John Crosdill

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John Crosdill (1751–1825) was an English musician, violoncellist and violist.


Crosdill was born in London, England and was the son of violoncellist Richard Crosdill (1698–1790) with whom he is sometimes confused. John Crosdill, along with James Cervetto (1747–1837), son of Italian émigré Giacobbe Cervetto (1682–1783), was one of the most visible violoncellists in London during the 1770s and 1780s. Crosdill was a skilled performer but not a strong composer. He played concertos, concertinas, continuo sonatas and chamber music; both solos and orchestral parts. Crosdill’s musical training began when, at a young age, he became a chorister at Westminster Abbey under the direction of John Robinson and Benjamin Cooke. He later took up violoncello under his father’s tutelage.

Musical career[edit]

Crosdill made his first public appearance as a violoncellist at age nine when Emanuel Siprutini(1730–1790), his probable teacher, presented him in a duo. He was accepted into the Royal Society of Musicians in 1768, at the age of seventeen. In the spring of 1775, Crosdill played at the King’s Theatre in the oratorios sponsored by Johann Christian Bach (1735–1782). He subsequently played for the oratorios at Covent Garden in 1777 and at Drury Lane in 1779, 1782 and 1784. Crosdill was the principal cellist for the Three Choirs Festival, each year from 1769, (except 1778) and was principal violoncellist for the Concerts of Ancient Music from its establishment in 1776 until his retirement. On March 10, 1778 Crosdill became violist in the Chapel Royal. In 1782, Crosdill was appointed chamber musician to Queen Charlotte and violoncello instructor to the Prince of Wales (later George IV). It was this appointment that made Crosdill the most fashionable violoncello teacher of his day. His resulting acclaim led to the performance of many private concerts for nobility including the Friday afternoon ladies’ concerts which he organized. Crosdill’s 1784 appointment to Composer and Master of the King’s Band in Ireland by the Duke of Rutland, was controversial. Many elite professional musicians, including Dr Charles Burney (1726–1814), thought Crosdill unworthy of this sinecure. Crosdill played in the annual productions of Messiah and was principal violoncellist for the 1784 Handel commemorative concerts given at Westminster Abbey.

During his prime, Crosdill made many sojourns to Paris where he was a favourite of Marie Antoinette. There he studied with and became close friends with the Duport brothers, Jean-Pierre Duport (1741–1818), and Jean-Louis Duport (1749–1819). He was member of Giovanni Batista Viotti’s (1755–1825) orchestra for the Concert de la Loge Olympique in 1780. Crosdill returned to England permanently in 1785. That year he spent the Spring concert season performing in the Pantheon Series and organized competition with Hanover Square Series for which James Cervetto (1747–1837) played. The Pantheon series included numerous performances by the Maras; vocalist Gertrud Elisabeth Mara and her husband violoncellist Johann Baptist Mara (1744–1808). It was through his association with the Maras that Crosdill met Haydn in 1791 and purchased the “Mara” Stradivari in 1802. Crosdill taught many of the next generation of violoncellists, including Robert Lindley (1776–1855).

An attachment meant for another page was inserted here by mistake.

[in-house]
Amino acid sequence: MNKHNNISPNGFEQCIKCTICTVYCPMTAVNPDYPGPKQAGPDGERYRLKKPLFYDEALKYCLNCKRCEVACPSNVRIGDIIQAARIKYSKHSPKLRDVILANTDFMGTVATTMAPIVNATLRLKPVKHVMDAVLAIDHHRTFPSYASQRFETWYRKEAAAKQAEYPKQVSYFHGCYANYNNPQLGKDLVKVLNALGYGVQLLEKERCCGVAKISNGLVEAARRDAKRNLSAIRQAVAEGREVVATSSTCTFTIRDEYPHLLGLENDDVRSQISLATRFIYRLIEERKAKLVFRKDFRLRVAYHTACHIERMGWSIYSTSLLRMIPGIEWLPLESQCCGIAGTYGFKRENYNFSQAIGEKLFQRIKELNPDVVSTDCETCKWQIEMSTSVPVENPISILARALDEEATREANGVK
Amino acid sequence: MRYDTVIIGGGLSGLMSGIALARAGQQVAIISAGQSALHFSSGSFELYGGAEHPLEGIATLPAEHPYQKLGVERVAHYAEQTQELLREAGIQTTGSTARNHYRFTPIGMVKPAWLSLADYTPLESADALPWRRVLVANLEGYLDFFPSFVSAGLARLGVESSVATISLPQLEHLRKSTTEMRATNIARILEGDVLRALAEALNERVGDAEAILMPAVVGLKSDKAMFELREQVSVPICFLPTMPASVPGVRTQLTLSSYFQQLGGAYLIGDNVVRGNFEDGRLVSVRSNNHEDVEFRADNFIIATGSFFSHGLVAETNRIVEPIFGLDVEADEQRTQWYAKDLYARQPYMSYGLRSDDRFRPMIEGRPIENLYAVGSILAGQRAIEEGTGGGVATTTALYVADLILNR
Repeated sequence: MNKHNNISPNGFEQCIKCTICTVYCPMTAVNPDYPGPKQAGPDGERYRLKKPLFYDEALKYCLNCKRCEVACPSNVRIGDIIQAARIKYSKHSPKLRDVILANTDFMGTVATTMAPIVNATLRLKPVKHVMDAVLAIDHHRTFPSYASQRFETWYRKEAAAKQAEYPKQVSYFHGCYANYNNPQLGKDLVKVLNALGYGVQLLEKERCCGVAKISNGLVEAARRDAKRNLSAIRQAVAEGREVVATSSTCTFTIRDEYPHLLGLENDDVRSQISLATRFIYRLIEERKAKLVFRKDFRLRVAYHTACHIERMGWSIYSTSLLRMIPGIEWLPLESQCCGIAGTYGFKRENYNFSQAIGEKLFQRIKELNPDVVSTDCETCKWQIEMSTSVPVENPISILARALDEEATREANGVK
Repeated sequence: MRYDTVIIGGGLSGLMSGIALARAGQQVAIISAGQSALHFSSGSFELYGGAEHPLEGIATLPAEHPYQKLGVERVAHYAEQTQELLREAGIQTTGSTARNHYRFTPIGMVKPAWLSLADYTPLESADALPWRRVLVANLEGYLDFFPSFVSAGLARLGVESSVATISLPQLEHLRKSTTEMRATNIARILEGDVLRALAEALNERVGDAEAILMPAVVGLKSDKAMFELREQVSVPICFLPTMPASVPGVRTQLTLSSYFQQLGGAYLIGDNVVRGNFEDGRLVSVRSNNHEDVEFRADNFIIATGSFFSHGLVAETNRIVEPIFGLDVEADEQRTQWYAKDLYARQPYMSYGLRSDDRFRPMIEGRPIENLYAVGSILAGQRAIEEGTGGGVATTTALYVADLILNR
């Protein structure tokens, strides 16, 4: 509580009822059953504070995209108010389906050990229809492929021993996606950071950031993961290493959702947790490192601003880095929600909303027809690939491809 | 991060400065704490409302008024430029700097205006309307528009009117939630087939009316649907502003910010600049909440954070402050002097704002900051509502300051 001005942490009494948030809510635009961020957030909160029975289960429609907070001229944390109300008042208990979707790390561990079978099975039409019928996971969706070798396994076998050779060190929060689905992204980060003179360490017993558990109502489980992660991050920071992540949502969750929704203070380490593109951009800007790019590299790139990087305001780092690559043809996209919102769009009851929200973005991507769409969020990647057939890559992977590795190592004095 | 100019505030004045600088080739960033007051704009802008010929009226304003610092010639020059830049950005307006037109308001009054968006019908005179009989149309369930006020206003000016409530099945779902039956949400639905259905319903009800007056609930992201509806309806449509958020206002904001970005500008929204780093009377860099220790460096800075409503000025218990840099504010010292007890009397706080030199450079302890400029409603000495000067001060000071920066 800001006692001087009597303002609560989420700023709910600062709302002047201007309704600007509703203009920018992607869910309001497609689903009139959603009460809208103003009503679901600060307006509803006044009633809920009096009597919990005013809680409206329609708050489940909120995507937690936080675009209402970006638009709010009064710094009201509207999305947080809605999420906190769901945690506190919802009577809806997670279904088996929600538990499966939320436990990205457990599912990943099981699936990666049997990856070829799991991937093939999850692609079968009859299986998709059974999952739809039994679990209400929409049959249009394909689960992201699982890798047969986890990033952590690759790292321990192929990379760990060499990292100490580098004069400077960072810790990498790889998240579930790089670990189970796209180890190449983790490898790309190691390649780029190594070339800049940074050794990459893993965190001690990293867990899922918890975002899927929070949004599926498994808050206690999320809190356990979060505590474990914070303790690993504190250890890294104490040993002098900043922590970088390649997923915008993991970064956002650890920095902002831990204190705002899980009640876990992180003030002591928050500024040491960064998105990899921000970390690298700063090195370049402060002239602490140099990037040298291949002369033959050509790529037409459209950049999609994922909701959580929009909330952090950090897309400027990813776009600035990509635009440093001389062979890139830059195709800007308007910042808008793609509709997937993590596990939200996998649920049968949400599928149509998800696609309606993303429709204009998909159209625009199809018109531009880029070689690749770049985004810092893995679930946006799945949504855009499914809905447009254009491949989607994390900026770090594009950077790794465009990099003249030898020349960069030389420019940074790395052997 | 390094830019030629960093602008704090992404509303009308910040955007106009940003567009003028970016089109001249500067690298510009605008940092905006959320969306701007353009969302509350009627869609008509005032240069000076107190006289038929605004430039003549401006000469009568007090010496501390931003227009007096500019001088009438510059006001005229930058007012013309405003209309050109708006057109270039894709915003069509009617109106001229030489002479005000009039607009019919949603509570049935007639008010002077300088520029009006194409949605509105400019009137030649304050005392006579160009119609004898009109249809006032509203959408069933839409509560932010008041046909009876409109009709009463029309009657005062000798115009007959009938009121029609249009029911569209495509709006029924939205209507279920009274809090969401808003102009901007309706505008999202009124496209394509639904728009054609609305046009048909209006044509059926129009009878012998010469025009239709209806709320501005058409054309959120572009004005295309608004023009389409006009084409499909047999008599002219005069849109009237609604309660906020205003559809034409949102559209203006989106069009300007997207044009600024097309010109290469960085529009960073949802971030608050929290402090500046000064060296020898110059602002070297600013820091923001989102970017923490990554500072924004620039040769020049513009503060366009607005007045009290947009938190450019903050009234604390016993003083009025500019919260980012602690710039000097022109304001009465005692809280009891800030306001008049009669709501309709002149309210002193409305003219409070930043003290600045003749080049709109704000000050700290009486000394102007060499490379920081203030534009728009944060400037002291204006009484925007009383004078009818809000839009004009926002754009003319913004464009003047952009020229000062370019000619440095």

Social eyebrows were raised when Crosdill married Elizabeth, née Thresher, the wealthy widow of Robert Colebrook, (brother of Sir George Colebrooke), on 31 May 1785 at St. Marylebone Church, London. Elizabeth was many years Crosdill’s senior and her comfortable income from interests in Wiltshire, allowed him to retire from public performance. He did, however, perform two years at the Three Choirs Festival in Gloucester and the coronation of George IV on 19 July 1821. His wife, who died in 1807, bequeathed all her estates to her surviving sisters, with Crosdill's name only mentioned in the probate note. Sources give conflicting information about his death in early October 1825. Most say he died in Escrick, Yorkshire, at the home of a nephew of his friend Beilby Thompson. Others maintain that he died at his house in London.

By his will signed at 45 Berners Street on 30 Aug 1825 and proved at London on 25 October 1825, his son from a subsequent marriage, Lieutenant Colonel John Crosdill of the East India Company, inherited a substantial fortune. Crosdill left bequests of 19 guineas each for remembrance rings to numerous friends including the musicians Benjamin Blake and William Shield, his Berners Street neighbour. Lieut-Col Crosdill presented the Royal Society of Musicians with £1000 in accordance with his father’s will.


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